sumably due to higher band gap energy of 2.95 eV. The
sample of STN-0.25 exhibits low photocatalytic activity
both in visible light and UV light. It showed the highest
broad absorption above 500 nm which is assigned to the
oxygen vacancy states. The existences of oxygen va-
cancy increase recombination of hole-electron pairs and
then decrease the photocatalytic ability . The sample
of STN-0.5 showed the highest activity under the visible
light irradiation (λ > 510 nm), i.e. , 28.8% NO could be
destructed. Moreover, the photocatalytic ability of STN-
0.5 was also higher than TiO2 (P-25) in the ultraviolet
light, i.e., 42.3% of NO could be destructed. The excel-
lent photocatalytic was attributed to both narrow band
gap energy and high specific surface area (see Table 1).
The photocatalytic activity decreased with increasing
lanthanum doping (STN-0.7 and LTN). It may be attrib-
uted to low crystallinity of the sample.
Cubic perovskite of La/N co-doped SrTiO3 nanoparticles,
Sr1−xLaxTiO3−yNy (x = 0, 0.25, 0.5, 0.7 and 1), could be
Copyright © 2013 SciRes. ANP
U. SULAEMAN ET AL.
Copyright © 2013 SciRes. ANP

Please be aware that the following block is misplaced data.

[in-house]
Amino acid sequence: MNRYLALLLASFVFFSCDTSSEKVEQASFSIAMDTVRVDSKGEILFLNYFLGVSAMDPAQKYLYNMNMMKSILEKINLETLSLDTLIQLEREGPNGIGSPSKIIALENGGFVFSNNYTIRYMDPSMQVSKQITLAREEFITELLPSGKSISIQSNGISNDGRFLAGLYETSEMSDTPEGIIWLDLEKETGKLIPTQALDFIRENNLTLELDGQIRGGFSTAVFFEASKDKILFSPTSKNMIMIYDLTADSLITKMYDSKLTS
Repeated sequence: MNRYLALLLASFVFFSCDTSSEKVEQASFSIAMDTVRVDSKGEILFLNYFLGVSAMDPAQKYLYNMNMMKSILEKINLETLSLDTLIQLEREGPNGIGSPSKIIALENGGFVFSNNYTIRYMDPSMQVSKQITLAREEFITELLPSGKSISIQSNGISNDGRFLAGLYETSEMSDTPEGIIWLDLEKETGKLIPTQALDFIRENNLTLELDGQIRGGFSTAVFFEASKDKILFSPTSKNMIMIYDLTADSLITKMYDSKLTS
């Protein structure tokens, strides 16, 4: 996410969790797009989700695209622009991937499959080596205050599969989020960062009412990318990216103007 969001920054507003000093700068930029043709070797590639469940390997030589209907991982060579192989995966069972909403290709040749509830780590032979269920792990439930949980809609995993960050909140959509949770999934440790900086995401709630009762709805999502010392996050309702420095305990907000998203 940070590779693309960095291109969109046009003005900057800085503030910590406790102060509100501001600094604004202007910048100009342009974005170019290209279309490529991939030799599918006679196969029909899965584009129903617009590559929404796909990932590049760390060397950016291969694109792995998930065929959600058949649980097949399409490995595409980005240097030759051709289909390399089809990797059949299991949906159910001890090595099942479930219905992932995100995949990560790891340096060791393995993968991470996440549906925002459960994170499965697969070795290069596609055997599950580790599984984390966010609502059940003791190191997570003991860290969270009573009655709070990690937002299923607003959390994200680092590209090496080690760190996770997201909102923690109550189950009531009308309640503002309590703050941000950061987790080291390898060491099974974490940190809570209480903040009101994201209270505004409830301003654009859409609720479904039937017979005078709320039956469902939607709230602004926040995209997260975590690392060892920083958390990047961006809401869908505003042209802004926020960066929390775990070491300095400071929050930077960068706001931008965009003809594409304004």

Figure 4. XPS profiles of La/N co-doped SrTiO3 (STN-0.5) synthesized using the polymerized complex method.
0510 15 20 2530
Time / min.
NO Concentration / ppm
λ>510nm λ>400n λ>290nm
Figure 5. The photocatalytic NO destruction activities of
La/N co-doped SrTiO3.
synthesized by the polymer complex (PC) method using
Ti(OC3H7)4, SrCl2·6H2O, and La(NO3)2·6H2O as starting
materials followed by calcinations in ammonia. Ethylene
glycol and anhydrous citric acid could be used as the
precursors of synthesis. The catalytic degradation of NO
over La/N co-doped SrTiO3 is significantly improved in
the presence of visible-light irradiation. The sample with
x = 0.5 is the highest photocatalytic activity for NO deg-
radation under visible light irradiation (λ > 510 nm).
This research was partly supported by the Management
Expenses Grants for National Universities Corporations